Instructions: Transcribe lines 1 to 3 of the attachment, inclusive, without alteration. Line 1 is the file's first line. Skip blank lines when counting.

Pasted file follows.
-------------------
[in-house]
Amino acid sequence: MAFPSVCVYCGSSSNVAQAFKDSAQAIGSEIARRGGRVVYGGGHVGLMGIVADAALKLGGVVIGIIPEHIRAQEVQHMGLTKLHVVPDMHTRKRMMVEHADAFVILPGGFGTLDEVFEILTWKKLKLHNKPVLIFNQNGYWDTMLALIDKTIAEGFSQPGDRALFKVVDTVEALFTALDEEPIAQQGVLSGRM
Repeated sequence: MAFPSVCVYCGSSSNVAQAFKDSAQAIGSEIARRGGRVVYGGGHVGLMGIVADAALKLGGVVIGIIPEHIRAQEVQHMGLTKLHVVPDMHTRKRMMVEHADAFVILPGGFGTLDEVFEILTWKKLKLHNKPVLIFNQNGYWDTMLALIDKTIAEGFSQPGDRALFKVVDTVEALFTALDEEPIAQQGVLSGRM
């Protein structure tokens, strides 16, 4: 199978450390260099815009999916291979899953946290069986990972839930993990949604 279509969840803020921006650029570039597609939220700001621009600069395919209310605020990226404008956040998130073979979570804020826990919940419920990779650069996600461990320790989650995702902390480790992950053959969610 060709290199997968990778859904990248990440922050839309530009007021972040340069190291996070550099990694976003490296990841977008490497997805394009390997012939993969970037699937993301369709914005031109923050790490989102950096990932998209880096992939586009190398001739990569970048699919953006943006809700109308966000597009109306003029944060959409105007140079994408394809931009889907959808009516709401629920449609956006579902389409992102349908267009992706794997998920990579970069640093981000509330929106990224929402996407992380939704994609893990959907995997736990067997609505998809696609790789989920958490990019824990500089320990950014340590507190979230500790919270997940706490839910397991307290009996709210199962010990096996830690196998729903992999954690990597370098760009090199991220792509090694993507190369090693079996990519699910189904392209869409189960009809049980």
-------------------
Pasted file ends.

[in-house]
Amino acid sequence: MAFPSVCVYCGSSSNVAQAFKDSAQAIGSEIARRGGRVVYGGGHVGLMGIVADAALKLGGVVIGIIPEHIRAQEVQHMGLTKLHVVPDMHTRKRMMVEHADAFVILPGGFGTLDEVFEILTWKKLKLHNKPVLIFNQNGYWDTMLALIDKTIAEGFSQPGDRALFKVVDTVEALFTALDEEPIAQQGVLSGRM
Repeated sequence: MAFPSVCVYCGSSSNVAQAFKDSAQAIGSEIARRGGRVVYGGGHVGLMGIVADAALKLGGVVIGIIPEHIRAQEVQHMGLTKLHVVPDMHTRKRMMVEHADAFVILPGGFGTLDEVFEILTWKKLKLHNKPVLIFNQNGYWDTMLALIDKTIAEGFSQPGDRALFKVVDTVEALFTALDEEPIAQQGVLSGRM